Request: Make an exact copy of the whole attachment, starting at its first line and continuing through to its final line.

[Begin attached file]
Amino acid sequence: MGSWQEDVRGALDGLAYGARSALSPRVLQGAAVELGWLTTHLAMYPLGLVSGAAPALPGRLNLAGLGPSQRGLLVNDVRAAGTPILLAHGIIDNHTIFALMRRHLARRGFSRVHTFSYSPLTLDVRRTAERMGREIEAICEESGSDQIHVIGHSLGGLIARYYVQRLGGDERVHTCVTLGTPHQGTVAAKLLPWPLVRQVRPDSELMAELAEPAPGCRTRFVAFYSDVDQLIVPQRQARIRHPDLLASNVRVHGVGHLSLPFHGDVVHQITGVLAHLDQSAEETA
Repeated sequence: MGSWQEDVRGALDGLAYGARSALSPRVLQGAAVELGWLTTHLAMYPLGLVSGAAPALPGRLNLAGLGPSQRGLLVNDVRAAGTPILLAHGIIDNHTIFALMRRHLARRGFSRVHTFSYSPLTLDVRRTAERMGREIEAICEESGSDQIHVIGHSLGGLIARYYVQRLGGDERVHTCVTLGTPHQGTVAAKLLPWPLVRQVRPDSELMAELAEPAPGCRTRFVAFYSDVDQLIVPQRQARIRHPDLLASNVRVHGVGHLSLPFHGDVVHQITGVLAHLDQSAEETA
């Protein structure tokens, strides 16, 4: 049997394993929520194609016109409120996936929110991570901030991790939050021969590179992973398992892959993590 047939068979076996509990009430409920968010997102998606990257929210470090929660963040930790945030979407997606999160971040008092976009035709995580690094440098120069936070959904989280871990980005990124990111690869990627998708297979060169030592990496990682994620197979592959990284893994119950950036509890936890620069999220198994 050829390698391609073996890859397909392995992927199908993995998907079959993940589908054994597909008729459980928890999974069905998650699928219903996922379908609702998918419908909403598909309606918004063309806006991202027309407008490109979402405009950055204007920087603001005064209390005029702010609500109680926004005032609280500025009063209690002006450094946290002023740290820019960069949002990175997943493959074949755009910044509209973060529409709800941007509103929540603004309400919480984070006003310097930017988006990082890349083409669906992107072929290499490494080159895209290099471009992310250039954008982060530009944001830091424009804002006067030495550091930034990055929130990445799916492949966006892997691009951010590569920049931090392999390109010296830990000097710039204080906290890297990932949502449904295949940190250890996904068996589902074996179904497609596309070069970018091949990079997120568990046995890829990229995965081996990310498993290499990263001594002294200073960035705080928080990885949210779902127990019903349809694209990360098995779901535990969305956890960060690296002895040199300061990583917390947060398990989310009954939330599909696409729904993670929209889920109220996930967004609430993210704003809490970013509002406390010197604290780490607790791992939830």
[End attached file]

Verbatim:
Amino acid sequence: MGSWQEDVRGALDGLAYGARSALSPRVLQGAAVELGWLTTHLAMYPLGLVSGAAPALPGRLNLAGLGPSQRGLLVNDVRAAGTPILLAHGIIDNHTIFALMRRHLARRGFSRVHTFSYSPLTLDVRRTAERMGREIEAICEESGSDQIHVIGHSLGGLIARYYVQRLGGDERVHTCVTLGTPHQGTVAAKLLPWPLVRQVRPDSELMAELAEPAPGCRTRFVAFYSDVDQLIVPQRQARIRHPDLLASNVRVHGVGHLSLPFHGDVVHQITGVLAHLDQSAEETA
Repeated sequence: MGSWQEDVRGALDGLAYGARSALSPRVLQGAAVELGWLTTHLAMYPLGLVSGAAPALPGRLNLAGLGPSQRGLLVNDVRAAGTPILLAHGIIDNHTIFALMRRHLARRGFSRVHTFSYSPLTLDVRRTAERMGREIEAICEESGSDQIHVIGHSLGGLIARYYVQRLGGDERVHTCVTLGTPHQGTVAAKLLPWPLVRQVRPDSELMAELAEPAPGCRTRFVAFYSDVDQLIVPQRQARIRHPDLLASNVRVHGVGHLSLPFHGDVVHQITGVLAHLDQSAEETA
């Protein structure tokens, strides 16, 4: 049997394993929520194609016109409120996936929110991570901030991790939050021969590179992973398992892959993590 047939068979076996509990009430409920968010997102998606990257929210470090929660963040930790945030979407997606999160971040008092976009035709995580690094440098120069936070959904989280871990980005990124990111690869990627998708297979060169030592990496990682994620197979592959990284893994119950950036509890936890620069999220198994 050829390698391609073996890859397909392995992927199908993995998907079959993940589908054994597909008729459980928890999974069905998650699928219903996922379908609702998918419908909403598909309606918004063309806006991202027309407008490109979402405009950055204007920087603001005064209390005029702010609500109680926004005032609280500025009063209690002006450094946290002023740290820019960069949002990175997943493959074949755009910044509209973060529409709800941007509103929540603004309400919480984070006003310097930017988006990082890349083409669906992107072929290499490494080159895209290099471009992310250039954008982060530009944001830091424009804002006067030495550091930034990055929130990445799916492949966006892997691009951010590569920049931090392999390109010296830990000097710039204080906290890297990932949502449904295949940190250890996904068996589902074996179904497609596309070069970018091949990079997120568990046995890829990229995965081996990310498993290499990263001594002294200073960035705080928080990885949210779902127990019903349809694209990360098995779901535990969305956890960060690296002895040199300061990583917390947060398990989310009954939330599909696409729904993670929209889920109220996930967004609430993210704003809490970013509002406390010197604290780490607790791992939830």